Cover image for A sampler view of colonial life
Title:
A sampler view of colonial life
Author:
Cobb, Mary.
Personal Author:
Publication Information:
Brookfield, Conn. : Millbrook Press, [1999]

©1999
Physical Description:
64 pages : color illustrations ; 25 cm
Summary:
Describes the samplers stitched by girls in colonial America and explains what these samplers tell about the lives of their makers. Includes simple projects.
Language:
English
Program Information:
Accelerated Reader AR MG 7.2 1.0 35942.
Added Author:
ISBN:
9780761303725

9780761303824
Format :
Book

Available:*

Library
Call Number
Material Type
Home Location
Status
Item Holds
Searching...
TT770.5 .C63 1999 Juvenile Non-Fiction Open Shelf
Searching...
Searching...
TT770.5 .C63 1999 Juvenile Non-Fiction Open Shelf
Searching...
Searching...
TT770.5 .C63 1999 Juvenile Non-Fiction Open Shelf
Searching...
Searching...
TT770.5 .C63 1999 Juvenile Non-Fiction Open Shelf
Searching...
Searching...
TT770.5 .C63 1999 Juvenile Non-Fiction Open Shelf
Searching...
Searching...
TT770.5 .C63 1999 Juvenile Non-Fiction Open Shelf
Searching...

On Order

Summary

Summary

A look at day-to-day colonial life through the samplers that were stitched by girls from the author-artist team of our best-selling The Quilt Block History of Pioneer Days.


Reviews 2

Booklist Review

Gr. 3^-5. The author of The Quilt Block History of Pioneer Days (1995) turns her attention to the history and craft of making samplers. Originally samples of embroidery stitches, the samplers became the means for girls to practice their sewing skills. Cobb discusses the development of schools in colonial America and the importance of the sampler in a girl's education. Related topics include weaving and dyeing as well as battledores (folded cards with letters and numbers) and copybooks. Interspersed with the historical chapters are suggestions for projects such as weaving paper strips, making place cards with cross-stitch lettering, and creating a sampler on a computer. Many decorative watercolor illustrations make this an attractive choice. --Carolyn Phelan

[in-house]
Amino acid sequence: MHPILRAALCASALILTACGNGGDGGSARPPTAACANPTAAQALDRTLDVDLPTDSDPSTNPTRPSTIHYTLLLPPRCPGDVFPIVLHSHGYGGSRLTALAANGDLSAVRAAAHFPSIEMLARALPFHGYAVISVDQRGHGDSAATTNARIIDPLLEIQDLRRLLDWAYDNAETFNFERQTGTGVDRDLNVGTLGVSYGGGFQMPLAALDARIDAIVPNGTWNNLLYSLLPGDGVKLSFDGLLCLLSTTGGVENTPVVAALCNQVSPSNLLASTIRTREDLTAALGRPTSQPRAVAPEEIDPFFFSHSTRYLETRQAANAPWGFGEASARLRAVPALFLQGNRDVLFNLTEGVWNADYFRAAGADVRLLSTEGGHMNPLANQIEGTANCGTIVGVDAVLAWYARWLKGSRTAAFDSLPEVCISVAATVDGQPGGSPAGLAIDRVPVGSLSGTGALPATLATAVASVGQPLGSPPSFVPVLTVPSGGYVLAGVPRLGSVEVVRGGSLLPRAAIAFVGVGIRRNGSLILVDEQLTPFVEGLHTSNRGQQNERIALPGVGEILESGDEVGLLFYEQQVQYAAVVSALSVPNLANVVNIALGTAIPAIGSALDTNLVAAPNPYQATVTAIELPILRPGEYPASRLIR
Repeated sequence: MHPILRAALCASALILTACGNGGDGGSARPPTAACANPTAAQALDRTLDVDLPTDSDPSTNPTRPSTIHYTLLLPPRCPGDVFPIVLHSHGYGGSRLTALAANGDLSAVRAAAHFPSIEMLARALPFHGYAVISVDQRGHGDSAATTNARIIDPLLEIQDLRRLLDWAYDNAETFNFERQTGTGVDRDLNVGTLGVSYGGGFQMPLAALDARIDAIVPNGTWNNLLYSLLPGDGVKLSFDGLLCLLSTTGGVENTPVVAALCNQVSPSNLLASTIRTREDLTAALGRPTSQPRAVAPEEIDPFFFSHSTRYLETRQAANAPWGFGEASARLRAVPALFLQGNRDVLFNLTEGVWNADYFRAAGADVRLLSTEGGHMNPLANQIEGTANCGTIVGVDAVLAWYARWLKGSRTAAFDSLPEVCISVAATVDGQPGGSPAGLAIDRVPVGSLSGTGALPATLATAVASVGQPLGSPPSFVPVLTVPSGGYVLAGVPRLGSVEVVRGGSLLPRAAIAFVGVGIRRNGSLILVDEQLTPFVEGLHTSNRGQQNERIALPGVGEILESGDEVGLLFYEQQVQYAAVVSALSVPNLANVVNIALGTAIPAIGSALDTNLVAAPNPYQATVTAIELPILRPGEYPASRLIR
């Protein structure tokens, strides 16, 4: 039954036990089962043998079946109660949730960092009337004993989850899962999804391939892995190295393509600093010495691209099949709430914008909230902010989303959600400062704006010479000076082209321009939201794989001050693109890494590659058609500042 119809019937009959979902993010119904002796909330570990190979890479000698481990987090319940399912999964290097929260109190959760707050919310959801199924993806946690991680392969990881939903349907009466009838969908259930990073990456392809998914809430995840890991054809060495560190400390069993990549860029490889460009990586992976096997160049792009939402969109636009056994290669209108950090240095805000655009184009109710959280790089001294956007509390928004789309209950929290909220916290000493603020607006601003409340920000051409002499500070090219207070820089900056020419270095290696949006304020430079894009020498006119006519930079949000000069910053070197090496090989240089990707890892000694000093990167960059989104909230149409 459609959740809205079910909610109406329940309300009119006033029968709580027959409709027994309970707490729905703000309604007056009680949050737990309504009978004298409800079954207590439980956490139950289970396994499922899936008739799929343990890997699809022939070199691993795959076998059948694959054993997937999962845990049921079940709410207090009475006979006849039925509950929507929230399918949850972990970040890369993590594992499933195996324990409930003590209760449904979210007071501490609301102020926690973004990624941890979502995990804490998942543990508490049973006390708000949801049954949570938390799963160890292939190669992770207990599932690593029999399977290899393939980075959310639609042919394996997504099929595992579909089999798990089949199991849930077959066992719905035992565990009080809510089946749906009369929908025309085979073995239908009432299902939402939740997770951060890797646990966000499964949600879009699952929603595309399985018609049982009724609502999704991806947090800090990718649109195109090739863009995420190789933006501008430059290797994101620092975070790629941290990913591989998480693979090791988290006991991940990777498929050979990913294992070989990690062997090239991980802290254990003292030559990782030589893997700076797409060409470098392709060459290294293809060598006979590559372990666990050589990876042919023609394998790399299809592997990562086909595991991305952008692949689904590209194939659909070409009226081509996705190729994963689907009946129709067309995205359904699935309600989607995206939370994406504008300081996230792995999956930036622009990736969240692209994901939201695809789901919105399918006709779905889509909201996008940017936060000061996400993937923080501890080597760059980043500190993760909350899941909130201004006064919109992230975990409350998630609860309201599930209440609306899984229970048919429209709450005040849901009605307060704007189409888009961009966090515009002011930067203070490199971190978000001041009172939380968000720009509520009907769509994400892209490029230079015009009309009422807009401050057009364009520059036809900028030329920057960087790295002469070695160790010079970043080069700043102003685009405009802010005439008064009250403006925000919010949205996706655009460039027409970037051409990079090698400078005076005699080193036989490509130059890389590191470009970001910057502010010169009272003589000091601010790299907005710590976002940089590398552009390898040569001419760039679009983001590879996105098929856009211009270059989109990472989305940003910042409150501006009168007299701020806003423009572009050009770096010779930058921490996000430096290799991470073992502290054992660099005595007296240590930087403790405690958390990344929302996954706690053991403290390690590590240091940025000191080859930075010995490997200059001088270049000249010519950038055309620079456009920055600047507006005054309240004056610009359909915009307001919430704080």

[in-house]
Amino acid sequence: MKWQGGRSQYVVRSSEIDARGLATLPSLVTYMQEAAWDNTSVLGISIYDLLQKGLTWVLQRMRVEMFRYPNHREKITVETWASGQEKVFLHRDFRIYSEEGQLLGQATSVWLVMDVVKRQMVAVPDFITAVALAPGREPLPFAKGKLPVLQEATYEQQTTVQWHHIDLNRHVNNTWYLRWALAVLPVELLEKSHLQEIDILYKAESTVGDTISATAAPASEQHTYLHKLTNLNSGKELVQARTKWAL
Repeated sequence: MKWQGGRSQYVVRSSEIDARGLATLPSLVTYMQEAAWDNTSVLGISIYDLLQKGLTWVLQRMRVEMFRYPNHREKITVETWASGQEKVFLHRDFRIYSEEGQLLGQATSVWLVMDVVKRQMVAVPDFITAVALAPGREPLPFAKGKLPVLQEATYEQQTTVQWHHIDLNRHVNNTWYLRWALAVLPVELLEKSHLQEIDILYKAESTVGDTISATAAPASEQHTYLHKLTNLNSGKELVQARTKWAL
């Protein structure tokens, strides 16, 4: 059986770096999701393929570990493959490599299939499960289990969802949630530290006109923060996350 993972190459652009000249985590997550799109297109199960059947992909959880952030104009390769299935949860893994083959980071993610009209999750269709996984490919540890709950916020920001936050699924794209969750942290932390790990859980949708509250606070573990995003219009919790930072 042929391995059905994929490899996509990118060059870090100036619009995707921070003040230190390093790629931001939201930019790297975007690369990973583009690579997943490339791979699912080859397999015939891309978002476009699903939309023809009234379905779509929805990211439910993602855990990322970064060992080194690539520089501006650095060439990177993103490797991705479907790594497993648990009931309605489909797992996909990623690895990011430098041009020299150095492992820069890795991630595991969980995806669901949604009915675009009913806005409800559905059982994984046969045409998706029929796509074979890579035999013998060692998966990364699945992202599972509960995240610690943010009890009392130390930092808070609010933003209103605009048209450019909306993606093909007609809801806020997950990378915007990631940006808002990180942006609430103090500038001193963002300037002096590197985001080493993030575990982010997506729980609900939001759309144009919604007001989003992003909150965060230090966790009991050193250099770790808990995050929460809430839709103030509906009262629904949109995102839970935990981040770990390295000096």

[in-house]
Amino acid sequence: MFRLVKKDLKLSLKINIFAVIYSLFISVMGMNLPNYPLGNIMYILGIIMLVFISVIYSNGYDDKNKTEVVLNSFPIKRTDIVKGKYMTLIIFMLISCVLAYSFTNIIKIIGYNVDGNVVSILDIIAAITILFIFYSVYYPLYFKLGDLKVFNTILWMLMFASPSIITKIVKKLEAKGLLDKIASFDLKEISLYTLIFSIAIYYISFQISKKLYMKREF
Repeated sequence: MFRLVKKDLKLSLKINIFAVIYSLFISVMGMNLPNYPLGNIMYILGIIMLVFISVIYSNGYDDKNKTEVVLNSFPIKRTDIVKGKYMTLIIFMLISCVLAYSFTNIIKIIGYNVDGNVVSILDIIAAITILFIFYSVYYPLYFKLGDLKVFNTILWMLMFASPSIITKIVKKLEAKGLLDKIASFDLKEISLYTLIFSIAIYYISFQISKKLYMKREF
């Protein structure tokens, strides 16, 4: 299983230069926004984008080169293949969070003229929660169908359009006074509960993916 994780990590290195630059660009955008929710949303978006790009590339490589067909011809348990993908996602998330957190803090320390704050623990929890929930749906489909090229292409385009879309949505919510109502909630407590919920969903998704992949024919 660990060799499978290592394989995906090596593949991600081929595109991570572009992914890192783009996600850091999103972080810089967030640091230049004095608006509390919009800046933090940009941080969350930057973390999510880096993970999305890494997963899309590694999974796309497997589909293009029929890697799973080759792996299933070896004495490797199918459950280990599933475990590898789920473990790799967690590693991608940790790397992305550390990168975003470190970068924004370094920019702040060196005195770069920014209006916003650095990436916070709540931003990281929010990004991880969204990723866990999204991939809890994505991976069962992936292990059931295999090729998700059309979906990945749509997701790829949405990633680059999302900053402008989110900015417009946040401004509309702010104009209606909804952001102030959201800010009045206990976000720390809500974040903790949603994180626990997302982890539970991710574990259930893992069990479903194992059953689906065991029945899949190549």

School Library Journal Review

Gr 2-4-An attractive, easy craft book on the theme of Colonial samplers. The 11 projects are prefaced with one to three pages of text that describe embroidery, design, verses, penmanship, and individuality as well as the parts of a sampler and its role in Colonial education. Paper, crayons, pens, and computers are used in the projects; only the last one involves sewing. Most of the activities are simple enough for young elementary students (folding paper wall pockets, drawing cross-stitches); others are harder (weaving paper strips, making a computer-font sampler). Cobb includes a lot of interesting history. Best of all, the whole package is so appealing, featuring full-color drawings and borders that appear to be hand stitched, that even reluctant artists will want to sample this offering.-Linda Beck, Indian Valley Public Library, Telford, PA (c) Copyright 2010. Library Journals LLC, a wholly owned subsidiary of Media Source, Inc. No redistribution permitted.